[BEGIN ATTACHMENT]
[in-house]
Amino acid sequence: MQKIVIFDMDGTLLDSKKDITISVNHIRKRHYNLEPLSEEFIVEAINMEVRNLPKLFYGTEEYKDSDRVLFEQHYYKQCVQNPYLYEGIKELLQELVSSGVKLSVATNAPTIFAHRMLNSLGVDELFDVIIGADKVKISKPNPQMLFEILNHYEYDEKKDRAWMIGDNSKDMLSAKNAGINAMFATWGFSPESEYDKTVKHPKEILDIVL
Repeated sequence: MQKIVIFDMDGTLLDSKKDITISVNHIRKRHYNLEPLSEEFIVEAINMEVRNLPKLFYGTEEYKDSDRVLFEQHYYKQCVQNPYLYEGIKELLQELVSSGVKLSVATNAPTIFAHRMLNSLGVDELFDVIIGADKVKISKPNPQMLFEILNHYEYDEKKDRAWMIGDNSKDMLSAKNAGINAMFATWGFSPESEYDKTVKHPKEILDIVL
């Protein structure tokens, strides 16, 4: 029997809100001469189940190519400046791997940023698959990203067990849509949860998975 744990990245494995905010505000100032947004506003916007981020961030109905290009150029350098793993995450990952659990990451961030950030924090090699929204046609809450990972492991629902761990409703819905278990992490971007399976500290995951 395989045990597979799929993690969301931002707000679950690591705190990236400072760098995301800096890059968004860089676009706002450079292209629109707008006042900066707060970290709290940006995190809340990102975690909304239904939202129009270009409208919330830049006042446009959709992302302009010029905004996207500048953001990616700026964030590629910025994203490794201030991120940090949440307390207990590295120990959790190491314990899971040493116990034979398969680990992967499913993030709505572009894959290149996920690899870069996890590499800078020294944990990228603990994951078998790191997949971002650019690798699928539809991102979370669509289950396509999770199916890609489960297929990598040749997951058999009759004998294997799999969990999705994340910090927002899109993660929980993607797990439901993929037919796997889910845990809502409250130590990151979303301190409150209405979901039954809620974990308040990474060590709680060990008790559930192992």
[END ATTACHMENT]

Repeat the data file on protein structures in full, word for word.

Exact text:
[in-house]
Amino acid sequence: MQKIVIFDMDGTLLDSKKDITISVNHIRKRHYNLEPLSEEFIVEAINMEVRNLPKLFYGTEEYKDSDRVLFEQHYYKQCVQNPYLYEGIKELLQELVSSGVKLSVATNAPTIFAHRMLNSLGVDELFDVIIGADKVKISKPNPQMLFEILNHYEYDEKKDRAWMIGDNSKDMLSAKNAGINAMFATWGFSPESEYDKTVKHPKEILDIVL
Repeated sequence: MQKIVIFDMDGTLLDSKKDITISVNHIRKRHYNLEPLSEEFIVEAINMEVRNLPKLFYGTEEYKDSDRVLFEQHYYKQCVQNPYLYEGIKELLQELVSSGVKLSVATNAPTIFAHRMLNSLGVDELFDVIIGADKVKISKPNPQMLFEILNHYEYDEKKDRAWMIGDNSKDMLSAKNAGINAMFATWGFSPESEYDKTVKHPKEILDIVL
């Protein structure tokens, strides 16, 4: 029997809100001469189940190519400046791997940023698959990203067990849509949860998975 744990990245494995905010505000100032947004506003916007981020961030109905290009150029350098793993995450990952659990990451961030950030924090090699929204046609809450990972492991629902761990409703819905278990992490971007399976500290995951 395989045990597979799929993690969301931002707000679950690591705190990236400072760098995301800096890059968004860089676009706002450079292209629109707008006042900066707060970290709290940006995190809340990102975690909304239904939202129009270009409208919330830049006042446009959709992302302009010029905004996207500048953001990616700026964030590629910025994203490794201030991120940090949440307390207990590295120990959790190491314990899971040493116990034979398969680990992967499913993030709505572009894959290149996920690899870069996890590499800078020294944990990228603990994951078998790191997949971002650019690798699928539809991102979370669509289950396509999770199916890609489960297929990598040749997951058999009759004998294997799999969990999705994340910090927002899109993660929980993607797990439901993929037919796997889910845990809502409250130590990151979303301190409150209405979901039954809620974990308040990474060590709680060990008790559930192992």